- Premier League
Fan group backs Ferguson over Rooney
Sir Alex Ferguson's decision to drop Wayne Rooney for Manchester United's Champions League defeat to Real Madrid has been backed by an influential fan group, as would a potential sale of the England forward.
Rooney was a surprise omission from the United line-up for Tuesday's Champions League last-16 second leg against Real Madrid, a match which ended in the Red Devils losing on the night to send them out of the competition 3-2 on aggregate.
The move has led to renewed speculation over the 27-year-old's future at Old Trafford, as ESPN understands the club would be willing to listen to offers for the player this summer.
Such an eventuality would have been difficult to envisage not so long ago, but the chief executive of the Manchester United Supporters' Trust (MUST) believes any decision Ferguson makes regarding Rooney would be in the best interests of the club.
"Everyone recognises Rooney's talent, although perhaps there is some frustration that he hasn't quite pushed on and developed in the way people may have thought he was going to," Duncan Drasdo told the Guardian.
"We always back Sir Alex Ferguson's judgment in the end and, if he did decide to let him go, then that's probably the right decision in the best interest of the club."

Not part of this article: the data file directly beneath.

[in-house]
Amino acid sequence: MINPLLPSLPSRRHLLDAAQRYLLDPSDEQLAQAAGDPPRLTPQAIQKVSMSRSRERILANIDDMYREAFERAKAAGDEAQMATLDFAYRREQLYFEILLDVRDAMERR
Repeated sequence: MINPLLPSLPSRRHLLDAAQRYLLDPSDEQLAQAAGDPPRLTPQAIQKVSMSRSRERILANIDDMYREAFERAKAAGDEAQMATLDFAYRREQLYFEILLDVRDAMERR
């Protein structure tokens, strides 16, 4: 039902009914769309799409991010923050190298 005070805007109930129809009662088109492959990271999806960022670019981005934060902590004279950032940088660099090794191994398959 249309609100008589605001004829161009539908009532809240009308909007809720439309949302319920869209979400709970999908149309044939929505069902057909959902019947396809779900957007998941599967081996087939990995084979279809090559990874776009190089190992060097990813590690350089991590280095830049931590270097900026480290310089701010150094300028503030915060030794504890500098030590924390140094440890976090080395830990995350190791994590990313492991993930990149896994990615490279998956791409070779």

Drasdo believes Ferguson's motives behind Rooney's omission were purely tactical, unlike previous examples of him leaving out star players.
"It was such a big match for Ferguson - it could be his last season for all we know," Drasdo added. "I don't think he would have picked a side for any other reason than it was the best side that might get the best result.
"It's crazy to think that he would snub a player by not playing him in a match like that. In the cases of Ruud van Nistelrooy, Jaap Stam and David Beckham it was more difficult to see the tactical argument for dropping them but I think people could see it in this case. As supporters, though, I don't think many would like to see Rooney go."
MUST, the official United supporters' group, has over 175,000 members.